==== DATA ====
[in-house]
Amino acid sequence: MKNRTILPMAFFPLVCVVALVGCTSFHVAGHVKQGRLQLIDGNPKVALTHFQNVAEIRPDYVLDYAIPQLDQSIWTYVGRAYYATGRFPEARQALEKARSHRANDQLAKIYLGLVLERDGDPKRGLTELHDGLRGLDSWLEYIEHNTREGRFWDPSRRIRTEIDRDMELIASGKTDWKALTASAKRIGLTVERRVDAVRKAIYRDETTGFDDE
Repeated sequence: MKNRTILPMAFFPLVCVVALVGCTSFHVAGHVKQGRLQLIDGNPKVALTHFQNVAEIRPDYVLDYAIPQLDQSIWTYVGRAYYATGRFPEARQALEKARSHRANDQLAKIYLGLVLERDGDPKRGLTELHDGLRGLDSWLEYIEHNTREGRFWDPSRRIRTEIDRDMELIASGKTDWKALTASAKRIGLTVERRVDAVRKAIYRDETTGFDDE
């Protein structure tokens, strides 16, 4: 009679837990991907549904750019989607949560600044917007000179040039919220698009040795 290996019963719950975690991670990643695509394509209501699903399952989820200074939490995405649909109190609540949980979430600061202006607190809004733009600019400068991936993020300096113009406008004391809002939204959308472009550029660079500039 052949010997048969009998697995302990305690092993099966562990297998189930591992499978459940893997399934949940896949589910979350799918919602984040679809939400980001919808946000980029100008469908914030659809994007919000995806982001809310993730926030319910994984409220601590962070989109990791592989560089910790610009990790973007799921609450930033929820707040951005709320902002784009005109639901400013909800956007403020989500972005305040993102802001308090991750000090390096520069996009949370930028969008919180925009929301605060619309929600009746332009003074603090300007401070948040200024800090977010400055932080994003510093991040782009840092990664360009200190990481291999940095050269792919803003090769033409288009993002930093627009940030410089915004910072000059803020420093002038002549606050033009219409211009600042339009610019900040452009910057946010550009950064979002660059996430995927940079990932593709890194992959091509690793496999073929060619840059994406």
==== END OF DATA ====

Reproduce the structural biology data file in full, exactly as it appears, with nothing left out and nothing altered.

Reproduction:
[in-house]
Amino acid sequence: MKNRTILPMAFFPLVCVVALVGCTSFHVAGHVKQGRLQLIDGNPKVALTHFQNVAEIRPDYVLDYAIPQLDQSIWTYVGRAYYATGRFPEARQALEKARSHRANDQLAKIYLGLVLERDGDPKRGLTELHDGLRGLDSWLEYIEHNTREGRFWDPSRRIRTEIDRDMELIASGKTDWKALTASAKRIGLTVERRVDAVRKAIYRDETTGFDDE
Repeated sequence: MKNRTILPMAFFPLVCVVALVGCTSFHVAGHVKQGRLQLIDGNPKVALTHFQNVAEIRPDYVLDYAIPQLDQSIWTYVGRAYYATGRFPEARQALEKARSHRANDQLAKIYLGLVLERDGDPKRGLTELHDGLRGLDSWLEYIEHNTREGRFWDPSRRIRTEIDRDMELIASGKTDWKALTASAKRIGLTVERRVDAVRKAIYRDETTGFDDE
């Protein structure tokens, strides 16, 4: 009679837990991907549904750019989607949560600044917007000179040039919220698009040795 290996019963719950975690991670990643695509394509209501699903399952989820200074939490995405649909109190609540949980979430600061202006607190809004733009600019400068991936993020300096113009406008004391809002939204959308472009550029660079500039 052949010997048969009998697995302990305690092993099966562990297998189930591992499978459940893997399934949940896949589910979350799918919602984040679809939400980001919808946000980029100008469908914030659809994007919000995806982001809310993730926030319910994984409220601590962070989109990791592989560089910790610009990790973007799921609450930033929820707040951005709320902002784009005109639901400013909800956007403020989500972005305040993102802001308090991750000090390096520069996009949370930028969008919180925009929301605060619309929600009746332009003074603090300007401070948040200024800090977010400055932080994003510093991040782009840092990664360009200190990481291999940095050269792919803003090769033409288009993002930093627009940030410089915004910072000059803020420093002038002549606050033009219409211009600042339009610019900040452009910057946010550009950064979002660059996430995927940079990932593709890194992959091509690793496999073929060619840059994406």